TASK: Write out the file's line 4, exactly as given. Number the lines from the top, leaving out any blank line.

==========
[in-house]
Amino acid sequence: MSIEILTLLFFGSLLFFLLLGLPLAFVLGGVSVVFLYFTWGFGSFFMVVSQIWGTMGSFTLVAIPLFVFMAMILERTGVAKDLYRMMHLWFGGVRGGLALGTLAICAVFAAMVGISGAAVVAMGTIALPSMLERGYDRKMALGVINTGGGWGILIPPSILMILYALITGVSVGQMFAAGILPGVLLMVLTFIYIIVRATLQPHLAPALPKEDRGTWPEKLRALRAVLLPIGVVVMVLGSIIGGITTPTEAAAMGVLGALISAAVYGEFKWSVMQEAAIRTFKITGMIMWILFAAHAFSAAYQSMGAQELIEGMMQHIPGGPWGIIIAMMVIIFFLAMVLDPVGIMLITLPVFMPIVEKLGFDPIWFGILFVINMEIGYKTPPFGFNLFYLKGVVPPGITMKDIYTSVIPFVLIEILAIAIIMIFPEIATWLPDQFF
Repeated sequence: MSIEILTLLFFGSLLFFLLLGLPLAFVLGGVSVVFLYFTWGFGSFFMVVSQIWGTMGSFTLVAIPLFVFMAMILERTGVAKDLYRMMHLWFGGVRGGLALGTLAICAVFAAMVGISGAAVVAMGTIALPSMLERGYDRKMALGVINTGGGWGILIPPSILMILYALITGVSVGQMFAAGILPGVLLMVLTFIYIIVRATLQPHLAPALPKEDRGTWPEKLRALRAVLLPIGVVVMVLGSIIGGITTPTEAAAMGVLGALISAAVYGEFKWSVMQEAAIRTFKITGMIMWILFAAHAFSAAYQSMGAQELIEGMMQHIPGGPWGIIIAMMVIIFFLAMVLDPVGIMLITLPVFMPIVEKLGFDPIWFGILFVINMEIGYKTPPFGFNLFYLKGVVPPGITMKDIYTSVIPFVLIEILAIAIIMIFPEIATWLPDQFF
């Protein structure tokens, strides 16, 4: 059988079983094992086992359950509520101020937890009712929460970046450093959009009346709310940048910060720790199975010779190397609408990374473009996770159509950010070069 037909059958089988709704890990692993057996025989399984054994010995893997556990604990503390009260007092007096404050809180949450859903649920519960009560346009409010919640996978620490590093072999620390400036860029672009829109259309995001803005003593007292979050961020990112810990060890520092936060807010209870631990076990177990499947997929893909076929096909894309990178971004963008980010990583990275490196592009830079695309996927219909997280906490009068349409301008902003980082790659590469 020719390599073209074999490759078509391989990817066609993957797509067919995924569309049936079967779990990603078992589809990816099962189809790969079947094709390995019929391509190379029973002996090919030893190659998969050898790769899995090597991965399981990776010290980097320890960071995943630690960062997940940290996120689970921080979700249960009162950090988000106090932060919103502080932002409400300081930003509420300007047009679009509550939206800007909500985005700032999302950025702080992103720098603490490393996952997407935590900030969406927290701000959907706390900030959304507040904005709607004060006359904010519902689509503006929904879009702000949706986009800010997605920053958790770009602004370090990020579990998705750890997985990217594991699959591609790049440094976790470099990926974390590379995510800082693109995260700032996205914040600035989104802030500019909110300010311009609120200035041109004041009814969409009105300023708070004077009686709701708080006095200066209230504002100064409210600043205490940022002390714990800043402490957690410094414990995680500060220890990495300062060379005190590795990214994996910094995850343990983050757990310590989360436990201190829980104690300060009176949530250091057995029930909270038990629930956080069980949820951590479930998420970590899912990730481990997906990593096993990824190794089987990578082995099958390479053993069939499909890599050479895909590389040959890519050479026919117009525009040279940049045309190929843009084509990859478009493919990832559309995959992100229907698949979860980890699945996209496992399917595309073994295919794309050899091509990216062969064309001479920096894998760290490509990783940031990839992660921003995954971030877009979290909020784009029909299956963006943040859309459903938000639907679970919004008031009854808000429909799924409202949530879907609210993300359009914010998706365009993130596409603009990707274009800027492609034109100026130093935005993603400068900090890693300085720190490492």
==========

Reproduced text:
């Protein structure tokens, strides 16, 4: 059988079983094992086992359950509520101020937890009712929460970046450093959009009346709310940048910060720790199975010779190397609408990374473009996770159509950010070069 037909059958089988709704890990692993057996025989399984054994010995893997556990604990503390009260007092007096404050809180949450859903649920519960009560346009409010919640996978620490590093072999620390400036860029672009829109259309995001803005003593007292979050961020990112810990060890520092936060807010209870631990076990177990499947997929893909076929096909894309990178971004963008980010990583990275490196592009830079695309996927219909997280906490009068349409301008902003980082790659590469 020719390599073209074999490759078509391989990817066609993957797509067919995924569309049936079967779990990603078992589809990816099962189809790969079947094709390995019929391509190379029973002996090919030893190659998969050898790769899995090597991965399981990776010290980097320890960071995943630690960062997940940290996120689970921080979700249960009162950090988000106090932060919103502080932002409400300081930003509420300007047009679009509550939206800007909500985005700032999302950025702080992103720098603490490393996952997407935590900030969406927290701000959907706390900030959304507040904005709607004060006359904010519902689509503006929904879009702000949706986009800010997605920053958790770009602004370090990020579990998705750890997985990217594991699959591609790049440094976790470099990926974390590379995510800082693109995260700032996205914040600035989104802030500019909110300010311009609120200035041109004041009814969409009105300023708070004077009686709701708080006095200066209230504002100064409210600043205490940022002390714990800043402490957690410094414990995680500060220890990495300062060379005190590795990214994996910094995850343990983050757990310590989360436990201190829980104690300060009176949530250091057995029930909270038990629930956080069980949820951590479930998420970590899912990730481990997906990593096993990824190794089987990578082995099958390479053993069939499909890599050479895909590389040959890519050479026919117009525009040279940049045309190929843009084509990859478009493919990832559309995959992100229907698949979860980890699945996209496992399917595309073994295919794309050899091509990216062969064309001479920096894998760290490509990783940031990839992660921003995954971030877009979290909020784009029909299956963006943040859309459903938000639907679970919004008031009854808000429909799924409202949530879907609210993300359009914010998706365009993130596409603009990707274009800027492609034109100026130093935005993603400068900090890693300085720190490492």